Hidden Gems Competition - Highly Commended

Catherine McGrotty describes Kinnego Bay

From Redcastle, visitors drive north and take the road that forks left after Moville. At the fork in the road you are in Ballybrack, where Hugh carragh lived after he lost Redcastle in the 1600s. Follow this road for a mile and turn left at the crossroads by the church. This is the road to Kinnego Bay and the same route that the Moville McLaughlins eventually took, when they were dispossessed by the English and moved to the glens around the bay.

The road climbs high into the hills and, as the fields are left behind, you get a stunning view of the Foyle and Greencastle below. Unless it is a cloudy day – in which case you may find yourself in the interesting position of driving through a cloud – a pea-soup fog which delighted my soul as a child. ‘We’re in the clouds Daddy!’

Once the brow of the hill is reached,  you see the Atlantic ocean and descend into a few secluded fields at the very edge of Europe. Here lies Kinnego Bay.

God made Kinnego as difficult to access as possible. If the tiny, winding Donegal roads don’t defeat you and you actually manage to find it in the first place, you then have to contend with the narrow, sheer drop from the top of the cliff down to the beach itself. All of this, however, only serves to remind you how worth it this magnificent cove is.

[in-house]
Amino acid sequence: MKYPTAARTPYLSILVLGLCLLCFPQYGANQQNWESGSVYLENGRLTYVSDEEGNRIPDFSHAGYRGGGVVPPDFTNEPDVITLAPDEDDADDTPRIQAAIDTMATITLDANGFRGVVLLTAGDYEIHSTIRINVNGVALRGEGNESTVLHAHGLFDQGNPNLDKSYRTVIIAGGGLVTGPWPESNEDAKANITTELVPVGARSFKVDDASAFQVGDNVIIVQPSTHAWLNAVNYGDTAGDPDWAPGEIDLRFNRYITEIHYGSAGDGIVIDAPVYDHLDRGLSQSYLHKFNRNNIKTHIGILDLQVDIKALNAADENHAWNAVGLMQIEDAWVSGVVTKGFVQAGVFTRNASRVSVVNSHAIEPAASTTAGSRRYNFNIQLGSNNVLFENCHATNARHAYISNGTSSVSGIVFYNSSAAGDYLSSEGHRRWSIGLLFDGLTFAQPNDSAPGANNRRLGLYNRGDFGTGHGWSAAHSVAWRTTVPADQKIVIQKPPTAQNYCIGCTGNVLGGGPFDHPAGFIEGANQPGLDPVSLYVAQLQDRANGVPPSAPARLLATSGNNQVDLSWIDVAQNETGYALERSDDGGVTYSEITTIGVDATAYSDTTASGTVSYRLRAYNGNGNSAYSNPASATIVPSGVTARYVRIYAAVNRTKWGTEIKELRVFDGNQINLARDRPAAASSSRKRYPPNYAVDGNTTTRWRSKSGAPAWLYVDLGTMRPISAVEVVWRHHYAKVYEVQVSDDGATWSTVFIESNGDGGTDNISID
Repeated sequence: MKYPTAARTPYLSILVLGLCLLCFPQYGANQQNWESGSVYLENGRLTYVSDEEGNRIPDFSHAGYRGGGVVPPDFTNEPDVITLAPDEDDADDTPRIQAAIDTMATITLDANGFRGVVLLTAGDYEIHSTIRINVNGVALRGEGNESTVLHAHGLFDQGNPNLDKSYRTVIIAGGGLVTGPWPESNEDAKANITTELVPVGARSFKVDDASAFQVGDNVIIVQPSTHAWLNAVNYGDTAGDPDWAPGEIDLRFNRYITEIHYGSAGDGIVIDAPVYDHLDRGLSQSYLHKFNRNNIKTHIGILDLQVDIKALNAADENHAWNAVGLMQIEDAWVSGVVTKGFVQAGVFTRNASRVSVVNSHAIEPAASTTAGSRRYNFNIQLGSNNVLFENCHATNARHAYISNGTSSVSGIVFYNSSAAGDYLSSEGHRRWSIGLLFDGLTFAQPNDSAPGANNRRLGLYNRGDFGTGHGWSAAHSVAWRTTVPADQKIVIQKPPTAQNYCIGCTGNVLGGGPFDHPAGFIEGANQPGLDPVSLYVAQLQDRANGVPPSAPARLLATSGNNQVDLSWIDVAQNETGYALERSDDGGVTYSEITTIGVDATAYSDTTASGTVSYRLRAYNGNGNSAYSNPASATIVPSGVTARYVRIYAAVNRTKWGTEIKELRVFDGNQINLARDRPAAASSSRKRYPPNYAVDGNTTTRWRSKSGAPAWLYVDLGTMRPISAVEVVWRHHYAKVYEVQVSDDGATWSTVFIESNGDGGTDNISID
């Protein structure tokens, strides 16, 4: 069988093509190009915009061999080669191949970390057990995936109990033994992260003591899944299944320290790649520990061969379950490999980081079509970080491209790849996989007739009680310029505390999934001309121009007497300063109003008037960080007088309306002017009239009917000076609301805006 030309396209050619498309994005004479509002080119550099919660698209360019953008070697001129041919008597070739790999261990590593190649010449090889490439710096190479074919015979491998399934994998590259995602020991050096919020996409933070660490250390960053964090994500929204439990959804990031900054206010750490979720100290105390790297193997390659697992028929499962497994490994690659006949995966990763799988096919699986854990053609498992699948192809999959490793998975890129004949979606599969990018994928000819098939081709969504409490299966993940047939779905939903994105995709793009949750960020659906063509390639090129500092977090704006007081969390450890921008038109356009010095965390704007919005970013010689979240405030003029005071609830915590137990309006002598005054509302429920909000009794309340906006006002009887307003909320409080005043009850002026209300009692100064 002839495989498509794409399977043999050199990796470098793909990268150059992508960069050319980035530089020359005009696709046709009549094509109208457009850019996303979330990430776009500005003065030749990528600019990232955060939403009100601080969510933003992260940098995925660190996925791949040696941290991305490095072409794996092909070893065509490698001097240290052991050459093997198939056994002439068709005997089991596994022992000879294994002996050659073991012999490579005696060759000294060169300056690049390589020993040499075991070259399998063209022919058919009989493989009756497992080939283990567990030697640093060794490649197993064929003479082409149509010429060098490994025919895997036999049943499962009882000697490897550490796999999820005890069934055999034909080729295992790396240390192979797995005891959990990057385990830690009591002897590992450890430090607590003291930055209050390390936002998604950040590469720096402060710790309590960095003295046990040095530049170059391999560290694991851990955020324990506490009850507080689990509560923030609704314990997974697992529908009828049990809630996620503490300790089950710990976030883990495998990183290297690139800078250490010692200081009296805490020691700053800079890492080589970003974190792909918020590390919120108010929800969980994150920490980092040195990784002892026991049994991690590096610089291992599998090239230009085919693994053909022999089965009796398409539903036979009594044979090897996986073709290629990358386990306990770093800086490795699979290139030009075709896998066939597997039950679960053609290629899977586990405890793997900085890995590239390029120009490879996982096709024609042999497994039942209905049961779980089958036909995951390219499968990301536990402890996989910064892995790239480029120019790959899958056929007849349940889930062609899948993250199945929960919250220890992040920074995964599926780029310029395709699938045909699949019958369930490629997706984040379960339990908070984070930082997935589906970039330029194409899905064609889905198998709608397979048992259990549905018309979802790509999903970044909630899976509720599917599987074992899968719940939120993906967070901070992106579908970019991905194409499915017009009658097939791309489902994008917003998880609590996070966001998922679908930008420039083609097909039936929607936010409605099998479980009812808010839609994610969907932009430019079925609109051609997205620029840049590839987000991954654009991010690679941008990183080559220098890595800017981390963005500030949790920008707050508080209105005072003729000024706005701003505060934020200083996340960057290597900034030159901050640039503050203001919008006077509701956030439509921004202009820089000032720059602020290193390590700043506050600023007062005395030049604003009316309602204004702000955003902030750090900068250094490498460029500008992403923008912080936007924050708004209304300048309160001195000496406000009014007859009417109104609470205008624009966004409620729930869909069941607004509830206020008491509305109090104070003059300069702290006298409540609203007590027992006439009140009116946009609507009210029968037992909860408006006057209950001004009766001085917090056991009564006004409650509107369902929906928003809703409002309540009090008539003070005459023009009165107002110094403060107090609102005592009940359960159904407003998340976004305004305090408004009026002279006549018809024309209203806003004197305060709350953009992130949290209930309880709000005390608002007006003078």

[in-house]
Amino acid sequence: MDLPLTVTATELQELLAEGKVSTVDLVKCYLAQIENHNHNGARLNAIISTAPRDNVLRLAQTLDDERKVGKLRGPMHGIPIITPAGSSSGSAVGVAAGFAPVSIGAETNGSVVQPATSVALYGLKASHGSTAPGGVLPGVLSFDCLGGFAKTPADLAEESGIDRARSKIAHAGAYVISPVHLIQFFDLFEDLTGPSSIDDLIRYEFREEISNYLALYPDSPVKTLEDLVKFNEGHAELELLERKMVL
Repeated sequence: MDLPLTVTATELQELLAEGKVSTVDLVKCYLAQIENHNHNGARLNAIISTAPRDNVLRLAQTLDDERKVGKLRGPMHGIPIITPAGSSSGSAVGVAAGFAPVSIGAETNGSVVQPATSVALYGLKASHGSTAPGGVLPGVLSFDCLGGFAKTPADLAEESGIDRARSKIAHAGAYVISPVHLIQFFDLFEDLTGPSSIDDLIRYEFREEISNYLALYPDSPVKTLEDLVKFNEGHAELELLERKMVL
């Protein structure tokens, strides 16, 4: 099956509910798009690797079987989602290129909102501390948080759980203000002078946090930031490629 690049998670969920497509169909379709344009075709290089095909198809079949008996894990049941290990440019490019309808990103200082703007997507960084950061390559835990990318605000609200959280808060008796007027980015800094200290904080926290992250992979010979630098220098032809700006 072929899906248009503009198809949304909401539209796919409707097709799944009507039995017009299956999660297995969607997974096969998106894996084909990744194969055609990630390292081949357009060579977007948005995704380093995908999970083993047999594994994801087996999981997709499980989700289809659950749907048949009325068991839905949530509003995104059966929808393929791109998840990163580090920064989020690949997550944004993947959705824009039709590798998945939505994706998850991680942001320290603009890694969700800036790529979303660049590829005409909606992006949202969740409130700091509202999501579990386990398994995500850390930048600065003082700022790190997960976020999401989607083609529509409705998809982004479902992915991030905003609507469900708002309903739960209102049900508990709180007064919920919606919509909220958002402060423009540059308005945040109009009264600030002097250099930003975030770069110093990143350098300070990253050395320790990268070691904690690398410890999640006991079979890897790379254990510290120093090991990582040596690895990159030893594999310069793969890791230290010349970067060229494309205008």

The cliffs sweeping down to the beach are a verdant and lush green, reminiscent of tropical forests; the sand, so ancient and so finely worn by the sea that it is like powdered silk through your fingers and toes. It glitters in the sunlight. If you are down early enough during the summer you might see mussel hunters gathering a rich harvest from the rocks and pools along the beach.

Even on the calmest of blue-sky days,  the crashing surf along the shore reminds us why La Trinidad Valencera – one of the largest of the Spanish Armada ships – foundered off the rocks here in 1588. The sea here is rough and the shoreline rugged. How many Spanish sailors were washed up here on the beach you wonder. In 1971, two amateur divers stumbled across the Valencera’s wreckage while diving for sea urchins just off the point. For 500 years Kinnego kept her sunken Spanish treasures safe. In the early 70’s marine archaelogists and amateur divers mounted a rescue operation to save them from the sea. Kinnego gave them up gracefully.

The exhibition of La Tinidad Valencera artefacts is in The Tower Museum in Derry, including the 7ft Venetian cannon, which so surprised Archie Jacks and Pat Stewart when they found themselves staring down its muzzle in January 1971.

A mecca for divers and rock climbers, Kinnego has had even more interesting visitors in the past few years. A pod of Orcas (killer whales); mother, father and child were spotted here only last year. They had to be shooed out of commercial fishing lanes.

By Catherine McGrotty